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Apoptosis

, Volume 20, Issue 4, pp 551–561 | Cite as

The effects of humanin and its analogues on male germ cell apoptosis induced by chemotherapeutic drugs

  • Yue Jia
  • Aikoui Ohanyan
  • Yan-He Lue
  • Ronald S. Swerdloff
  • Peter Y. Liu
  • Pinchas Cohen
  • Christina WangEmail author
Original Paper

Abstract

Human (HN) prevents stress-induced apoptosis in many cells/tissues. In this study we showed that HN ameliorated chemotherapy [cyclophosphamide (CP) and Doxorubicin (DOX)]-induced male germ cell apoptosis both ex vivo in seminiferous tubule cultures and in vivo in the testis. HN acts by several putative mechanisms via binding to: an IL-12 like trimeric membrane receptor; BAX; or insulin-like growth factor binding protein-3 (IGFBP-3, a proapoptotic factor). To understand the mechanisms of HN on male germ cell apoptosis, we studied five HN analogues including: HNG (HN-S14G, a potent agonist), HNG-F6A (no binding to IGFBP-3), HN-S7A (no self-dimerization), HN-C8P (no binding to BAX), and HN-L12A (a HN antagonist) on CP-induced male germ cell apoptosis in mice. CP-induced germ cell apoptosis was inhibited by HN, HNG, HNG-F6A, HN-S7A, and HN-C8P (less effective); but not by HN-L12A. HN-L12A, but not HN-S7A or HN-C8P, blocked the protective effect of HN against CP-induced male germ cell apoptosis. HN, HN-S7A, and HN-C8P restored CP-suppressed STAT3 phosphorylation. These results suggest that HN: (1) decreases DOX (ex vivo) and CP (in vivo) induced male germ cell apoptosis; (2) action is mediated by the membrane receptor/STAT3 with minor contribution by BAX-binding pathway; (3) self-dimerization or binding to IGFBP-3 may not be involved in HN’s effect in testis. HN is an important molecule in the regulation of germ cell homeostasis after injury and agonistic analogues may be developed for treating male infertility or protection against chemotherapy side effects.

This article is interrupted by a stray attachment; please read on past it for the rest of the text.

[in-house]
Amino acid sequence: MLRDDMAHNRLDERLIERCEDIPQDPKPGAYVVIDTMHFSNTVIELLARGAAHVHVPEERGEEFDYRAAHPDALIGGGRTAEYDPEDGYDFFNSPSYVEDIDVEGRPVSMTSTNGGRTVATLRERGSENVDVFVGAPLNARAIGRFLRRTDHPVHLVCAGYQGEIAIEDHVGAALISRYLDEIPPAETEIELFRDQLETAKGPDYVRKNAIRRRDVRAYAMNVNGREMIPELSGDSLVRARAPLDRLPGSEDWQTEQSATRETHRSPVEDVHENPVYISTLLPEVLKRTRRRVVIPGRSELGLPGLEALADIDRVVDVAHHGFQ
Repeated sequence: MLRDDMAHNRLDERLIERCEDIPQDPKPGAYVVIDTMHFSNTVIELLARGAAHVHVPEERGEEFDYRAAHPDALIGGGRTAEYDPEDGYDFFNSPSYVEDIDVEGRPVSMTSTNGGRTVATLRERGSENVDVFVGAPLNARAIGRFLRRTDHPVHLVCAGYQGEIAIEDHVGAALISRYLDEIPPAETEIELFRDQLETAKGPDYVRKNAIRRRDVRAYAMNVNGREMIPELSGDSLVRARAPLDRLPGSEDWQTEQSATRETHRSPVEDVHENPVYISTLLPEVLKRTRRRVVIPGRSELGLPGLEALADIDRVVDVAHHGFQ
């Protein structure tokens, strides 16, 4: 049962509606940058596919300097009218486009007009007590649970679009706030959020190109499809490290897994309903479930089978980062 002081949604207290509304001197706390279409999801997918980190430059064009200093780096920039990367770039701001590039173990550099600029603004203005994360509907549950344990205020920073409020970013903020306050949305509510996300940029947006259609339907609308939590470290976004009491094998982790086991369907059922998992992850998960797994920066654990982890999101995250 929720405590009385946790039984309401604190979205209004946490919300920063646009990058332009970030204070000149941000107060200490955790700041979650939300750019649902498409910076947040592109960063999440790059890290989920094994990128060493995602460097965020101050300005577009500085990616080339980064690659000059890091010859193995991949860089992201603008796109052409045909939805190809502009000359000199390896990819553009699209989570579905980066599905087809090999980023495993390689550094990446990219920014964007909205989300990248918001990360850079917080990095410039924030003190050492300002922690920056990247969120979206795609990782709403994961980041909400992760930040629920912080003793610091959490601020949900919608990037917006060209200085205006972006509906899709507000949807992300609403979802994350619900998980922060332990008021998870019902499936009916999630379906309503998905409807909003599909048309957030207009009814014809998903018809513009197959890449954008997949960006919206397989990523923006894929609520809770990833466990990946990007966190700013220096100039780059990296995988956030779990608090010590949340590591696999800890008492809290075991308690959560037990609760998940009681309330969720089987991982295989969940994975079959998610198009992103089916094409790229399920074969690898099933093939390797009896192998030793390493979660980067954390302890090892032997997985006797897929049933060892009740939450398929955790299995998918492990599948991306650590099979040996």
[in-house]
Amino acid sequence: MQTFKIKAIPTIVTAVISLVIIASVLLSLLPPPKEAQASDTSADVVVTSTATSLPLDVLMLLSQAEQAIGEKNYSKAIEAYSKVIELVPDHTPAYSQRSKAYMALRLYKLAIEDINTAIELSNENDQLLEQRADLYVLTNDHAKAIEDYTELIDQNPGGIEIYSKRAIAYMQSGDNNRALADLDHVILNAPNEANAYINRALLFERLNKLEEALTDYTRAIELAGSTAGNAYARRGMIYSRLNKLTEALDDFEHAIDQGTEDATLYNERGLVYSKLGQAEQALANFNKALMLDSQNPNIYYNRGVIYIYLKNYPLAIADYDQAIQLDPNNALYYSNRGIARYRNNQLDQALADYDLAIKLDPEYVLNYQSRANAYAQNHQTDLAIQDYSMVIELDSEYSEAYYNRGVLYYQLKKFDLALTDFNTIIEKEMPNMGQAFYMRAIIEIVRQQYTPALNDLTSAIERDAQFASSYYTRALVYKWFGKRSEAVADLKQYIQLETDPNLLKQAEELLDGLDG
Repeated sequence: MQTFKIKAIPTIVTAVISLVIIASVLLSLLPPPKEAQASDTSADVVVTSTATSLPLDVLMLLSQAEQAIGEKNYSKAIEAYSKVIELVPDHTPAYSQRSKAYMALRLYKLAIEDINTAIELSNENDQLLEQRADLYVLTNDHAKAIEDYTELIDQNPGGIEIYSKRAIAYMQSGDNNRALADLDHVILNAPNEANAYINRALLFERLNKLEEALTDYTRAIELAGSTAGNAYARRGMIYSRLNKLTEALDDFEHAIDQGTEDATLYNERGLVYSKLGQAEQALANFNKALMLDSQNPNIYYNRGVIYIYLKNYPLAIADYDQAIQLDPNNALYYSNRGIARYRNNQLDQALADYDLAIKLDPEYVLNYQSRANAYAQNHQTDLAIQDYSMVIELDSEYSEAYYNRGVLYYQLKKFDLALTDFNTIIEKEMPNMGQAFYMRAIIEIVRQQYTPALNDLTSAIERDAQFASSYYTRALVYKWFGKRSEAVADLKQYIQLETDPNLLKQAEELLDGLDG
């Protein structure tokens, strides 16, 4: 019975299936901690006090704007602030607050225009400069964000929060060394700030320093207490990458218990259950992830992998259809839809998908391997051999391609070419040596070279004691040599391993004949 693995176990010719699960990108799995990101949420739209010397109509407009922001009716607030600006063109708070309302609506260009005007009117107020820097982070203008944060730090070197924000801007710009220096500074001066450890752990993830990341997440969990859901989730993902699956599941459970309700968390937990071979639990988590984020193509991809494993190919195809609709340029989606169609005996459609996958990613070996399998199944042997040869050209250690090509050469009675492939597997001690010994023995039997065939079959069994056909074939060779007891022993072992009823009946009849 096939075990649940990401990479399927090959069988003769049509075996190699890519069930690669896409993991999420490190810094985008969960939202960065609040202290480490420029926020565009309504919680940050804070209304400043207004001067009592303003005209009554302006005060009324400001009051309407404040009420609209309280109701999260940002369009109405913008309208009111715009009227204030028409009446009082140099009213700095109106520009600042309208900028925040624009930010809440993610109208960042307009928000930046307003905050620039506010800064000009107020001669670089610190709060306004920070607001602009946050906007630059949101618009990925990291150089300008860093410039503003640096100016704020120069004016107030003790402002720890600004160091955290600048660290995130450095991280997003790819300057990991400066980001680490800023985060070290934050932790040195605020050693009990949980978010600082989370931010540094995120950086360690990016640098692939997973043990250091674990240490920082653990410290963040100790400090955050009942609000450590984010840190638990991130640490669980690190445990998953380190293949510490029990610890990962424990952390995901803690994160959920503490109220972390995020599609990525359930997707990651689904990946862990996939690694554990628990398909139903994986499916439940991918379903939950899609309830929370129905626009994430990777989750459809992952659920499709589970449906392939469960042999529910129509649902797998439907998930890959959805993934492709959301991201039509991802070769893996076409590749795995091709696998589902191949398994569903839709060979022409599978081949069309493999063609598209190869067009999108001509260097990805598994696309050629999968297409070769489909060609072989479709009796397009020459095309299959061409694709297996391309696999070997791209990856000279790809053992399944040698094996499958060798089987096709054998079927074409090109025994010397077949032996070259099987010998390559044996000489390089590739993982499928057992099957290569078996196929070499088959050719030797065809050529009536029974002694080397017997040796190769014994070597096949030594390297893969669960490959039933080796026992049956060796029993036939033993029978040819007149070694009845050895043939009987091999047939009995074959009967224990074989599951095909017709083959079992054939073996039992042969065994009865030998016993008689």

Keywords

Humanin Testis Germ cell apoptosis Chemotherapy 

Notes

Acknowledgments

This study supported by the Endocrinology, Metabolism and Nutrition training Grant (T32 DK007571) and UCLA Clinical and Translational Science Institute (UL1TR000124) at Los Angeles Biomedical Research Institute and Harbor-UCLA Medical Center and Grants to P.C. (1R01AG034430, 1R01GM090311, P01AG034906 and 1R01ES020812). We thank Vince Atienza for technical assistance.

Conflict of interest

The authors disclose no potential conflicts of interest.

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Copyright information

© Springer Science+Business Media New York 2015

Authors and Affiliations

  • Yue Jia
    • 1
  • Aikoui Ohanyan
    • 1
  • Yan-He Lue
    • 1
  • Ronald S. Swerdloff
    • 1
  • Peter Y. Liu
    • 1
  • Pinchas Cohen
    • 2
  • Christina Wang
    • 1
    • 3
    Email author
  1. 1.Division of Endocrinology, Department of MedicineLos Angeles Biomedical Research Institute, Harbor-UCLA Medical CenterTorranceUSA
  2. 2.USC Leonard Davis School of GerontologyUniversity of Southern CaliforniaLos AngelesUSA
  3. 3.Clinical and Translational Science CenterLos Angeles Biomedical Research Institute, Harbor-UCLA Medical CenterTorranceUSA

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